Data Privacy: The New Bipartisan Value

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It seems like not a day goes by in which we don’t see another news story centered around the lack of fairness in big tech, poor management of passwords or data privacy breaches by any number of corporations. As these stories hit the news cycle, it seems the thing we can all agree on is that data privacy matters. The attacks and breaches are getting more sophisticated and complex, requiring more companies to spend more resources than ever to adequately protect the private and valuable data that they collect.

At a time when the public’s opinions on many issues have become polarizing, it seems to me that greater regulation of technology is one issue we can all agree on. However, we have not yet seen a serious effort to pass data privacy legislation at the federal level. Instead, there has been a slow, disjointed, state-by-state approach underway, following the significant moves by the California Consumer Privacy Act (CCPA).

Even still, privacy is an issue most everyone has a position on, and most Americans want to see more action to protect it. Further, new generations of voters — millennials and Gen Zers — are coming into their own. These generations are the first to grow up with the internet. Their natural understanding of technology, and also a lifetime of being surveilled and tracked, is starting to generate a new paradigm.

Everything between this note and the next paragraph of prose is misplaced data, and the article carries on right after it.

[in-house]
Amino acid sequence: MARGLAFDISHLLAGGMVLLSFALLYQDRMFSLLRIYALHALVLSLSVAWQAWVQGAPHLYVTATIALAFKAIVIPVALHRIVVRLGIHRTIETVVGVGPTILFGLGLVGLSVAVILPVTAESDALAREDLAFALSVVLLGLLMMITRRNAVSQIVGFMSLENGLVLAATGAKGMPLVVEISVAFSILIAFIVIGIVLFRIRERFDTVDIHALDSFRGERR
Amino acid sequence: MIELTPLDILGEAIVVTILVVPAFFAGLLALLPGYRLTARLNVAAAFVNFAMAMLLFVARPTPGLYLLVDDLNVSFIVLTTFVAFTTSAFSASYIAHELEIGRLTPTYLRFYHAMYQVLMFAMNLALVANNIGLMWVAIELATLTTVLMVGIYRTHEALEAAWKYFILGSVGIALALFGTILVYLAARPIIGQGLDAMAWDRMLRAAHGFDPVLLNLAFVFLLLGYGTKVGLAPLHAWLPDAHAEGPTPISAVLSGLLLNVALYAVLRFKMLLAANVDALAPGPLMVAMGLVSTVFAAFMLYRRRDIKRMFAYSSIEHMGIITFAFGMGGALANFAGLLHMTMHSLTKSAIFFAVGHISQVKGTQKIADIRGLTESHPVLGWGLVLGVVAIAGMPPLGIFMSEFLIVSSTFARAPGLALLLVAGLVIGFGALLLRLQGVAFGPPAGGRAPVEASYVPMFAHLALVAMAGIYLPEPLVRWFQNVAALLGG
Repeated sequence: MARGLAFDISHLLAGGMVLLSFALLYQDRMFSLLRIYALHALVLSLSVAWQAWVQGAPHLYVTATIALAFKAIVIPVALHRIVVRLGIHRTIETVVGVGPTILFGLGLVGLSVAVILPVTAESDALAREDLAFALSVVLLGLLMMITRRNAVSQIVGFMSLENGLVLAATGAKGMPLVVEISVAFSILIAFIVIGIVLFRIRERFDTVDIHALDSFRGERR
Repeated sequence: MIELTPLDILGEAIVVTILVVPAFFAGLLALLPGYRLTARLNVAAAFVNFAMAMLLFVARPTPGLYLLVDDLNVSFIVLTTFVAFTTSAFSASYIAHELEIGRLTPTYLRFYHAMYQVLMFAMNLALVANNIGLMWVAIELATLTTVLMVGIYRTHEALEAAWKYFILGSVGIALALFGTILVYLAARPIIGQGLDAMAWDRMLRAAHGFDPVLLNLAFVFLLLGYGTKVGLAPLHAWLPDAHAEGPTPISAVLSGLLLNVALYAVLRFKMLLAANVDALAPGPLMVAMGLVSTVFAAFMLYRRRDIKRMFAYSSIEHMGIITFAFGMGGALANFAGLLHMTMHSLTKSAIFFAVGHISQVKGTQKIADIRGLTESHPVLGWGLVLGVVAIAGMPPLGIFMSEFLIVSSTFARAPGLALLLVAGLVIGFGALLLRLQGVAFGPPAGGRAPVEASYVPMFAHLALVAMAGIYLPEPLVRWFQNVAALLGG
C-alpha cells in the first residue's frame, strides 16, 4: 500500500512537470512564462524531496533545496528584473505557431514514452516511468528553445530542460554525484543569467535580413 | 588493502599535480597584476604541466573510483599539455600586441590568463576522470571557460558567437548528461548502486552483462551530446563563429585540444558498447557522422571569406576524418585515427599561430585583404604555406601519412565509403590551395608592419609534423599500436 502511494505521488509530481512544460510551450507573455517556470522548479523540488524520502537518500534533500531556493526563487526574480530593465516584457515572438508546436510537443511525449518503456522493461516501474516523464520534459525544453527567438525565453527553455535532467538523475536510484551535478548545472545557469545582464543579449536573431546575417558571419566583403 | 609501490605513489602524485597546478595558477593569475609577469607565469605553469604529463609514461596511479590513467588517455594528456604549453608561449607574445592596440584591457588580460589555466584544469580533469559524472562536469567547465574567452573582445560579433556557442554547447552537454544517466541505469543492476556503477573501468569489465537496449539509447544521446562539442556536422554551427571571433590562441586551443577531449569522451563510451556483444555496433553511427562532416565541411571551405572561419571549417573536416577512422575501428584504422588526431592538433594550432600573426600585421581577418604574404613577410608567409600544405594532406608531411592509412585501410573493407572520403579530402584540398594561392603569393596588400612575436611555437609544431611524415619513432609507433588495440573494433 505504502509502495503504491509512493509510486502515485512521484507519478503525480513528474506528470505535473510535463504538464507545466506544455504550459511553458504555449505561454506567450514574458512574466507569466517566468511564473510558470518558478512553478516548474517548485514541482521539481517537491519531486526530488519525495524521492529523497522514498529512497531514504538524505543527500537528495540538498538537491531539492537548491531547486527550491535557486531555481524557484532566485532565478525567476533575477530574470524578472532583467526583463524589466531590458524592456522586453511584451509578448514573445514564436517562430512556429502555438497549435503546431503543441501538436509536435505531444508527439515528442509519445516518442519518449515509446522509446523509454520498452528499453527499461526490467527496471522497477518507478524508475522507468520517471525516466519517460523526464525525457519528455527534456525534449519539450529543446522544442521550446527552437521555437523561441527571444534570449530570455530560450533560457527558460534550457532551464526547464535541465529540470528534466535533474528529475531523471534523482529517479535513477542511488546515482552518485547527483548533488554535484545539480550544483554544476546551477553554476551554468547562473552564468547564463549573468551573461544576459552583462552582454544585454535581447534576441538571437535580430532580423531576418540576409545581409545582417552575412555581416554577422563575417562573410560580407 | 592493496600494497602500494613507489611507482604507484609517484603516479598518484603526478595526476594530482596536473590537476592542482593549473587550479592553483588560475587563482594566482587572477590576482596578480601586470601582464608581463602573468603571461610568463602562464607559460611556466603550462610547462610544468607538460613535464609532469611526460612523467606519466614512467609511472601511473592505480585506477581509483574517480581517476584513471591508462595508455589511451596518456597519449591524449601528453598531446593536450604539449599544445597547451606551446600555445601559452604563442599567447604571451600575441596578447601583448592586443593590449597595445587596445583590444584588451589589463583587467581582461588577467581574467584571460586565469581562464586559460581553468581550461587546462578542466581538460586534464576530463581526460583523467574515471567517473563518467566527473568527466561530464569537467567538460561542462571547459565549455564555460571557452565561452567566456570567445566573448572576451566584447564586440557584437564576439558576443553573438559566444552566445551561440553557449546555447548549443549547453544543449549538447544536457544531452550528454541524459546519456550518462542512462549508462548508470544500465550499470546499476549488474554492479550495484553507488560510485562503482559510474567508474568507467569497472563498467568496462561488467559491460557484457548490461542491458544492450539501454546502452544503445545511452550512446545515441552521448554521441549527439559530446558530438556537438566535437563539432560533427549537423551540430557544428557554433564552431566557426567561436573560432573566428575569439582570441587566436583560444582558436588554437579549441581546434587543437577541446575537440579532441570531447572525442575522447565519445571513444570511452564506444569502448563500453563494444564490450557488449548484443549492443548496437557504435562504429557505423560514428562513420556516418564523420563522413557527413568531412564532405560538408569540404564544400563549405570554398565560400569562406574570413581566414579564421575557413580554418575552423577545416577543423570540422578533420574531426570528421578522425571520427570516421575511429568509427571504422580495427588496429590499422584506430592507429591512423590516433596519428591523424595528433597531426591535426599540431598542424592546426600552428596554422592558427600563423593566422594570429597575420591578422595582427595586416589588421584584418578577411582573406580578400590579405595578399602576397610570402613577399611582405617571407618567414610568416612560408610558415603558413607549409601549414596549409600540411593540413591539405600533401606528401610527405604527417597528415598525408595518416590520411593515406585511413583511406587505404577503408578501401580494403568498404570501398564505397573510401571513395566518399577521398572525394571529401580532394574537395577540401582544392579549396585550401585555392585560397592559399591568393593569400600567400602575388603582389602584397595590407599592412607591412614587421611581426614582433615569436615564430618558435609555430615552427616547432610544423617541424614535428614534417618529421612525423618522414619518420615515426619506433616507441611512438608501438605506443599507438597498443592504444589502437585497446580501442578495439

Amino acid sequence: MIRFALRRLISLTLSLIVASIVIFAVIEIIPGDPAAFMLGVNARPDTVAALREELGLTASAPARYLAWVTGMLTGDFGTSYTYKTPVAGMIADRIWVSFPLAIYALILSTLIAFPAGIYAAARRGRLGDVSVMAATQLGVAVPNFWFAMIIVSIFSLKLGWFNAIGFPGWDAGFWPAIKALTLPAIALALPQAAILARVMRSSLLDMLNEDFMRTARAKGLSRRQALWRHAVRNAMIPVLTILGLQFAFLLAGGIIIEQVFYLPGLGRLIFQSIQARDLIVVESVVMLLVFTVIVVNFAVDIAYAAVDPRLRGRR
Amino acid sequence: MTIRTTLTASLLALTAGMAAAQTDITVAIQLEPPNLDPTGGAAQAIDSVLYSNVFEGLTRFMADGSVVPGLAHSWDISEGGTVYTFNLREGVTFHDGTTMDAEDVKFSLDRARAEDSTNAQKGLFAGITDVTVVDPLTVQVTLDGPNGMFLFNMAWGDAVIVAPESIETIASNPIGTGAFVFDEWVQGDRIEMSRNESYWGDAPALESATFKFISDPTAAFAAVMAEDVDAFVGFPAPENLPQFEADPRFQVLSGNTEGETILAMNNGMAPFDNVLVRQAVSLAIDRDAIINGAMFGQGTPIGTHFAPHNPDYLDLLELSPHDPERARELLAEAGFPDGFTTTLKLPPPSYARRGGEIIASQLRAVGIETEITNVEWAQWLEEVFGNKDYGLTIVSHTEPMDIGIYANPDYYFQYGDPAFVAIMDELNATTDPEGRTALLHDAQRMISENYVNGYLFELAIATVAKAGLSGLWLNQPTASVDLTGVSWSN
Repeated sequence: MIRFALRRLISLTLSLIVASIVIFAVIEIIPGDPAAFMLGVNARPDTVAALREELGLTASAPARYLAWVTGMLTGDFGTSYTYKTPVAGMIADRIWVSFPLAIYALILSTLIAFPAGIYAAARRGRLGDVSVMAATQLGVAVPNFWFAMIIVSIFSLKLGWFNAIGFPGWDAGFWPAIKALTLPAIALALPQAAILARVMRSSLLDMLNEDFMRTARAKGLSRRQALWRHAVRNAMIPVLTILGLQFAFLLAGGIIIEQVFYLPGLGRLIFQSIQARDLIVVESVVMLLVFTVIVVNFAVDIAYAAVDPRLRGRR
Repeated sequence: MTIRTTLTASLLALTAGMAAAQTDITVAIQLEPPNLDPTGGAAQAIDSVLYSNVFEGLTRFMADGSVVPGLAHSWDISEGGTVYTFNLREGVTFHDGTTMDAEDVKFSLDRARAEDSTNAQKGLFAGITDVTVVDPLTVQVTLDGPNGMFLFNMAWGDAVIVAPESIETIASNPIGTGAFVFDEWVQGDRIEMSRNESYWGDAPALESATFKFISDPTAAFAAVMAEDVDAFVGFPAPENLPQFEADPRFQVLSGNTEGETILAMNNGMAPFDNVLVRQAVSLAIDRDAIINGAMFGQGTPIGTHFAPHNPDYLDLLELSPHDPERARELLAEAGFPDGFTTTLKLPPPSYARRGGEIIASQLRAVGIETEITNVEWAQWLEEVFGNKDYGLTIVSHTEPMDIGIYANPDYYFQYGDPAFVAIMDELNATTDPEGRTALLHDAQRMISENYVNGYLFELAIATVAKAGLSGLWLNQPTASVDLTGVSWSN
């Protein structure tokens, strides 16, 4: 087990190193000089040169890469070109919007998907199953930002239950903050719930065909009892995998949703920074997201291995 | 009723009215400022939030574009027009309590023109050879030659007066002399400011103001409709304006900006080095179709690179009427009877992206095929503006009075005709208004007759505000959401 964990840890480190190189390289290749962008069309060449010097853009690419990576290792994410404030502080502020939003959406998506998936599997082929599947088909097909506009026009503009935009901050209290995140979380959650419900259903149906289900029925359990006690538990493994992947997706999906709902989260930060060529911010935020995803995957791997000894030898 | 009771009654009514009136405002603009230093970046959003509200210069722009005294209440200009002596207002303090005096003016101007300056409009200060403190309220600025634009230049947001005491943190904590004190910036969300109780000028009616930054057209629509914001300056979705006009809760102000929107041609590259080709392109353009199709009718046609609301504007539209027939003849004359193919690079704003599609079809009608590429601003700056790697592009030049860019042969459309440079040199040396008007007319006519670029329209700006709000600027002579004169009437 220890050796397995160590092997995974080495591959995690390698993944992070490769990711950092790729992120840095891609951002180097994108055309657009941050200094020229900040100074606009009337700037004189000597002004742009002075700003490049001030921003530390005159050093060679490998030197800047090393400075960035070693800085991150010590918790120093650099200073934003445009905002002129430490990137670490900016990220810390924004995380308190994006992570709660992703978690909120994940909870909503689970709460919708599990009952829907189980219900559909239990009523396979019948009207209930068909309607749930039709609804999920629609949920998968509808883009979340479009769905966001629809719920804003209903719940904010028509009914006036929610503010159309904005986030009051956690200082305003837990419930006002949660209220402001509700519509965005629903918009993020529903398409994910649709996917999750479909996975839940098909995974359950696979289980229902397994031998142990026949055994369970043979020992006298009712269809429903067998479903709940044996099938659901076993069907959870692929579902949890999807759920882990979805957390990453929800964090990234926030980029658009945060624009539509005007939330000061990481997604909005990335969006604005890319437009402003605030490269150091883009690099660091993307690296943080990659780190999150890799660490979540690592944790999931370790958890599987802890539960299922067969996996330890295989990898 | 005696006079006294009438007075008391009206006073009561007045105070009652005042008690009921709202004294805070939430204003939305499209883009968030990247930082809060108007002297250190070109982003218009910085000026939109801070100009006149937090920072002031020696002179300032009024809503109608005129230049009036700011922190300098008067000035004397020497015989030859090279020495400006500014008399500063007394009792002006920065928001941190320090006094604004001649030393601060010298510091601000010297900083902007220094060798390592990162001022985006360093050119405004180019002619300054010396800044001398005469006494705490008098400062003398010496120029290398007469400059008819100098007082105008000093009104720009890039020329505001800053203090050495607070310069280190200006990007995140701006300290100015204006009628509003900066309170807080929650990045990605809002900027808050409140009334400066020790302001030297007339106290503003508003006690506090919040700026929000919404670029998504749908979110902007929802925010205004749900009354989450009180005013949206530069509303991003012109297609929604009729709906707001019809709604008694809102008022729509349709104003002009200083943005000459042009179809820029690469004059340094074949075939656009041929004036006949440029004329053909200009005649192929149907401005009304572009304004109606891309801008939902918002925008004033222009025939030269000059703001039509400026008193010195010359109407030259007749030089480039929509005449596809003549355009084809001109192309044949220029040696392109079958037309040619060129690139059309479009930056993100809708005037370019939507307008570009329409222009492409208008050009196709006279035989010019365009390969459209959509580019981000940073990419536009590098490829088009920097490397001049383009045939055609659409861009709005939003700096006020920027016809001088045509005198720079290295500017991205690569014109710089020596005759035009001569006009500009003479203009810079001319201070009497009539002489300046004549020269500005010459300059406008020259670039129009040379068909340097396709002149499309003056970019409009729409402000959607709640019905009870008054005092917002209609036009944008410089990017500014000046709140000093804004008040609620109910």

These factors are creating a new frontier that I believe will make data privacy the next public value. In the same way that limiting the types of content on TV and radio became a common value years ago, the data collected on you and your family and what’s done with that data will be elevated as a concern, especially among voters of these generations.

This presents an opportunity for bipartisanship, where democrats and republicans can come together to pass a unified approach to data privacy protections for all Americans. We’re already beginning to see this with the reintroduction of privacy legislation at the U.S. Senate level, but it’s unclear the progress the federal government will be able to make on its own.

As technologists, it’s our time to shine. If the government won’t get it done, it’s our opportunity to start taking the type of action to protect data privacy. For many companies, this is not a nice to have; it’s a need to have. Consumers are more conscious than ever, and companies could lose customers quickly if they fail to take privacy seriously.

Prioritization of data privacy must start with the leadership team so the appropriate amount of resources can be allocated to put measures in place. Also, having clear processes and procedures for the company will ensure the rest of the organization understands what they need to do in their respective roles to protect customer privacy, as well as what needs to happen if there is an incident.

With the speed and adoption of new technology tools and applications, the time is now. As a tech-centric demographic begins to rise, and the power and influence of data technology begin to determine everything from your credit score to where you go to college, the conversation about this new value of data privacy is rising too. It’s an issue on which both political parties can get behind — if they can get out of their own way first and work in a bipartisan manner.


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